After Demea teaches his children logic, he has them learn ethics. Learning logic before ethics is reasonable because it helps one understand the strength of arguments being made for different beliefs in the field of ethics. It allows one to find fault with fallacious ideas, and perhaps develop that problematic feature of an idea into a more well designed argument for ethical belief. Gaining insight into ethics is important and should be taught early so as to ensure that people understand what behaviors are acceptable, and how to determine if they are acting in a manner that is suitable in society. Also, by having one develop an understanding of ethics, one is better prepared to defend their beliefs against those who call them into question, because through the study of ethics, one is able to better understand why they believe actions are right or wrong, not just that they are.

However, like logic, ethics could be better served having had prior knowledge of theology given the fact that it can be said that theology is the cause of ethics. For without religion, would people have developed a notion of right or wrong at all, or is the basis of right and wrong developed as a way to appease the deities that early civilizations worshipped. Those ethical customers then could have been passed along and developed further for each religion.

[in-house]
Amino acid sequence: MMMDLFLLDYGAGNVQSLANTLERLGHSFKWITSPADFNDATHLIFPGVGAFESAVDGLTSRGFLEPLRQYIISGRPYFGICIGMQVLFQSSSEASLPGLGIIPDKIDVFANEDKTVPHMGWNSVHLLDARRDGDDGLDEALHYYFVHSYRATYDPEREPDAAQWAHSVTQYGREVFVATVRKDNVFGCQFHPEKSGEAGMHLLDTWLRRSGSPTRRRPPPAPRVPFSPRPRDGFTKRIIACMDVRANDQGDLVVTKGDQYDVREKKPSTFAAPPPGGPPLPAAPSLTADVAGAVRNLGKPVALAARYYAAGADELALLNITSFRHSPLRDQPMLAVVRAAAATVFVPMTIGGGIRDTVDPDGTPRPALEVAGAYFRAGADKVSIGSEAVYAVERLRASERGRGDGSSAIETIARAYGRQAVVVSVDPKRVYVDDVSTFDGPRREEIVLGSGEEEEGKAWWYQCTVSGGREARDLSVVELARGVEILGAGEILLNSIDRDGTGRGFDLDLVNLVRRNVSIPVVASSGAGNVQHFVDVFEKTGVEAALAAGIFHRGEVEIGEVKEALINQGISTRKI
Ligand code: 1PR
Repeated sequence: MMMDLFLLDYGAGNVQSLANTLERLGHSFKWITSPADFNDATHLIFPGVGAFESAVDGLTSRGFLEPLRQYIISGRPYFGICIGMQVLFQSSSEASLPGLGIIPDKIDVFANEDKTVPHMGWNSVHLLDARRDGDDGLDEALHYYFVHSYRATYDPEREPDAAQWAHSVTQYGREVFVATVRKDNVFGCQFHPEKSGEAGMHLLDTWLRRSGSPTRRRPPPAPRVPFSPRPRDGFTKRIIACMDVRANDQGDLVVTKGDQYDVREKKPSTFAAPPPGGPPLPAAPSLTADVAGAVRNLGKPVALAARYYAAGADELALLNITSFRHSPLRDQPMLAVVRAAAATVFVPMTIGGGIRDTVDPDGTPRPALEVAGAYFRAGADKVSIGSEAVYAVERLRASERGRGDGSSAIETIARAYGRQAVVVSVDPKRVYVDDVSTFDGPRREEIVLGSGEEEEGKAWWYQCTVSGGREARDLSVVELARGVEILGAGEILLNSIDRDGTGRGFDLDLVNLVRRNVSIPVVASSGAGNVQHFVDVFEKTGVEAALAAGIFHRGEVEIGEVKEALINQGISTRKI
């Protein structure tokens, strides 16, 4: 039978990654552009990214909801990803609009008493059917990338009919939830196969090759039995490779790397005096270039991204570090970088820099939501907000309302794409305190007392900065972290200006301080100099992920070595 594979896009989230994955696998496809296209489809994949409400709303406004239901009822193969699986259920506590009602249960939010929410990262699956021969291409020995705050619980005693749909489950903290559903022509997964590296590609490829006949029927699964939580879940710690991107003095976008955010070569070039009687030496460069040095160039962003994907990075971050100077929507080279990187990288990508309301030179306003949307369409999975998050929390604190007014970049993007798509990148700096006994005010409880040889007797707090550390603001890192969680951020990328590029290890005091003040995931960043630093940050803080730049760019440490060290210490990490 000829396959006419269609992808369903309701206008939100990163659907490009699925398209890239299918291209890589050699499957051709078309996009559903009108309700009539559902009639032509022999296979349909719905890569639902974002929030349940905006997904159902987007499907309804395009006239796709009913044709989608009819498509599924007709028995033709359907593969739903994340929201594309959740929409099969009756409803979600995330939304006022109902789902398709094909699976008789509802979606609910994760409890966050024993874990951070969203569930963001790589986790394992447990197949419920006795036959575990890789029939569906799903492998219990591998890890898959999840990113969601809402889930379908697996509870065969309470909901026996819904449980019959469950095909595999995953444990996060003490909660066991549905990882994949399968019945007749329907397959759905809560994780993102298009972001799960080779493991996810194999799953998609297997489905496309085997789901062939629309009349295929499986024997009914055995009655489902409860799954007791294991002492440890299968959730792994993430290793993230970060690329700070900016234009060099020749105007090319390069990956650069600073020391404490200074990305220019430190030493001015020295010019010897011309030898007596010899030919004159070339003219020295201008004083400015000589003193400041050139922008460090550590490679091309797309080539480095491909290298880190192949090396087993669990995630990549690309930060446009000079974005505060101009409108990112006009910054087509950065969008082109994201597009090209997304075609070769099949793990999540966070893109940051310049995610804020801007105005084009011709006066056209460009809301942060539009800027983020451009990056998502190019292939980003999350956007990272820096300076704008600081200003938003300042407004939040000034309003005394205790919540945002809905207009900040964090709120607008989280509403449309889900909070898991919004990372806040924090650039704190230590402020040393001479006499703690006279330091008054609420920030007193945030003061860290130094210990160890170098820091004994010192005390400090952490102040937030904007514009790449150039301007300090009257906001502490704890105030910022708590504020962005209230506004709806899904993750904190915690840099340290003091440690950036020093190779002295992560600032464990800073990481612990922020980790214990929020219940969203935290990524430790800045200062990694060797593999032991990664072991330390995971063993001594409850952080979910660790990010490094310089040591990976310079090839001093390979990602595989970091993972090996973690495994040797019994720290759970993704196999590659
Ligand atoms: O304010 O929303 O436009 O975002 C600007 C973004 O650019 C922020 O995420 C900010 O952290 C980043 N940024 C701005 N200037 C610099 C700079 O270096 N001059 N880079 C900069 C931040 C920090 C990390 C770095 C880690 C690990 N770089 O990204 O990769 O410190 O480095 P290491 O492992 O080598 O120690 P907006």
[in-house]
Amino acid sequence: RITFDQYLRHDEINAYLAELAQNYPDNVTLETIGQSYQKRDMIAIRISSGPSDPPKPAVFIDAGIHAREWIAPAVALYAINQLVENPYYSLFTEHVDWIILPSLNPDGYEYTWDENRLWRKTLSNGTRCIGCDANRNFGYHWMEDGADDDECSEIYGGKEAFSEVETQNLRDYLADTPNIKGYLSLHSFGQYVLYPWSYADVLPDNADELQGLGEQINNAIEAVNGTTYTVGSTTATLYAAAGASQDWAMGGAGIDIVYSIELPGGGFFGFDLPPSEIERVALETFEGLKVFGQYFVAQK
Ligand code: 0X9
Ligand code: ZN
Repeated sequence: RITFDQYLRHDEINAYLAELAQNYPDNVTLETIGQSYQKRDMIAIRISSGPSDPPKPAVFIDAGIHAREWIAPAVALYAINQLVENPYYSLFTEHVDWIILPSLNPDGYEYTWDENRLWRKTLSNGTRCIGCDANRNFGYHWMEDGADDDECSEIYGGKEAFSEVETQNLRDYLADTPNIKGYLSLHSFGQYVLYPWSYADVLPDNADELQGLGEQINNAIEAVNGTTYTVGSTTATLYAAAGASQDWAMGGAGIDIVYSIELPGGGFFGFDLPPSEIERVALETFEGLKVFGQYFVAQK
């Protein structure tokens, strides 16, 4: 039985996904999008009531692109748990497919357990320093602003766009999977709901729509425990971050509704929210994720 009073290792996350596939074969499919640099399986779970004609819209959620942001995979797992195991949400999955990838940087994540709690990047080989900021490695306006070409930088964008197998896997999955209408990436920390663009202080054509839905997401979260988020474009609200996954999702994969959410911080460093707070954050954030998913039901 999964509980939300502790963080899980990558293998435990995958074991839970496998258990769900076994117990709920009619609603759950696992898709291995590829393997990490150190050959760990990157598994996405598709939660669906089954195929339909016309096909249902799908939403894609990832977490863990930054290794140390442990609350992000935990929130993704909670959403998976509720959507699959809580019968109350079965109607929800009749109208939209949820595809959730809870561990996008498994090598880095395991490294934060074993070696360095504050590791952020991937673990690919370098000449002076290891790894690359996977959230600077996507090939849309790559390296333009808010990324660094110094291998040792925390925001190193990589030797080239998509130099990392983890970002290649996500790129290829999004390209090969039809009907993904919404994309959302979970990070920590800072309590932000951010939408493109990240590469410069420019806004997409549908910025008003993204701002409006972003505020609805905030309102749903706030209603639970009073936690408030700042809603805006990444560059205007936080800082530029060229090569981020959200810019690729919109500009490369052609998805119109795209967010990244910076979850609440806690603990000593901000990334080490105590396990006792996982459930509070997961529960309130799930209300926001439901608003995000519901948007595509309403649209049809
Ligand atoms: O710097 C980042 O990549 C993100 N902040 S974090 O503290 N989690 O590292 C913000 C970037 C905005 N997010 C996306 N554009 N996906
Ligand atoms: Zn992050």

Physics is the third subject that Demea teaches his children after logic and ethics. The reasoning for this being third makes sense simply in that logic can be used a s a basis for understanding other subjects, and ethics has a practical application within a society. Physics is of also an important subject, however, ethics does seem to hold a more important place in societal function. Understanding the natural world could certainly be a good basis for developing an understanding of God, as the natural religionist would certainly argue that physics is the basis for an empirical understanding of God and God’s nature. It does therefore make sense to learn of physics before studying theology, because by having an understanding of physics can cause one to question how things have come to be.

However, like every subject mentioned before, having a working understanding of theology could certainly benefit one in their study of physics. Knowledge of God would make for a strong basis for where to start one’s search for answers in physics. Having that sold basis on which to develop knowledge is always a supplement for one’s learning.

It would seem that the benefits of studying theology after the other sciences has its merit, however, from the viewpoint of a fideism it would perhaps be most beneficial to study the other sciences after having a working knowledge of theology. For once one understands the basic principles of theology they will better understand the other sciences. The greater mysteries of theology don’t necessarily have to be discovered in the introduction of the subject, but like with the teaching style already employed by Demea, can be further explored as each new science is introduced. However, by introducing theology early, one wouldn’t have to tiptoe around, and discredit each science as the student learns it, which would ultimately create a stronger base of knowledge.

 

 

Bibliography

 

Hume, David. 1998. Dialogues Concerning Natural Religion. Indianapolis: Hackett Publishing Company.